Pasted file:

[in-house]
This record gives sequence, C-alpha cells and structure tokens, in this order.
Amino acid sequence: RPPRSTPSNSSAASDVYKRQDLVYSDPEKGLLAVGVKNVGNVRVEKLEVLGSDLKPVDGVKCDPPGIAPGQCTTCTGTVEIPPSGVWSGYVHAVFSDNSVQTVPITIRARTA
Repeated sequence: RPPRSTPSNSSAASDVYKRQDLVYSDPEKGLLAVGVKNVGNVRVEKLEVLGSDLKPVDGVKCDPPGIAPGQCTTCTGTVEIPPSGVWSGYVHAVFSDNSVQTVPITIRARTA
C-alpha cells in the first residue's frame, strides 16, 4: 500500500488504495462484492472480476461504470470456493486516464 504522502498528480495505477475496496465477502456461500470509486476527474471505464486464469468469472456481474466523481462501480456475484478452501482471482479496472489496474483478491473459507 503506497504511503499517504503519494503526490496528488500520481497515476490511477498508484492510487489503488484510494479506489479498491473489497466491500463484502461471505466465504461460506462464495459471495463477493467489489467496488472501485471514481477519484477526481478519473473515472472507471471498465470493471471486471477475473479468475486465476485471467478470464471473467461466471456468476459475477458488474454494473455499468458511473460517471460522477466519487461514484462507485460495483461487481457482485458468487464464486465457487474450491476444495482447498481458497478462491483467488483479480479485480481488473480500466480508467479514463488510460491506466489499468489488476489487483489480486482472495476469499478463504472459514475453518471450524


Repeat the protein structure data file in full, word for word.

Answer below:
[in-house]
This record gives sequence, C-alpha cells and structure tokens, in this order.
Amino acid sequence: RPPRSTPSNSSAASDVYKRQDLVYSDPEKGLLAVGVKNVGNVRVEKLEVLGSDLKPVDGVKCDPPGIAPGQCTTCTGTVEIPPSGVWSGYVHAVFSDNSVQTVPITIRARTA
Repeated sequence: RPPRSTPSNSSAASDVYKRQDLVYSDPEKGLLAVGVKNVGNVRVEKLEVLGSDLKPVDGVKCDPPGIAPGQCTTCTGTVEIPPSGVWSGYVHAVFSDNSVQTVPITIRARTA
C-alpha cells in the first residue's frame, strides 16, 4: 500500500488504495462484492472480476461504470470456493486516464 504522502498528480495505477475496496465477502456461500470509486476527474471505464486464469468469472456481474466523481462501480456475484478452501482471482479496472489496474483478491473459507 503506497504511503499517504503519494503526490496528488500520481497515476490511477498508484492510487489503488484510494479506489479498491473489497466491500463484502461471505466465504461460506462464495459471495463477493467489489467496488472501485471514481477519484477526481478519473473515472472507471471498465470493471471486471477475473479468475486465476485471467478470464471473467461466471456468476459475477458488474454494473455499468458511473460517471460522477466519487461514484462507485460495483461487481457482485458468487464464486465457487474450491476444495482447498481458497478462491483467488483479480479485480481488473480500466480508467479514463488510460491506466489499468489488476489487483489480486482472495476469499478463504472459514475453518471450524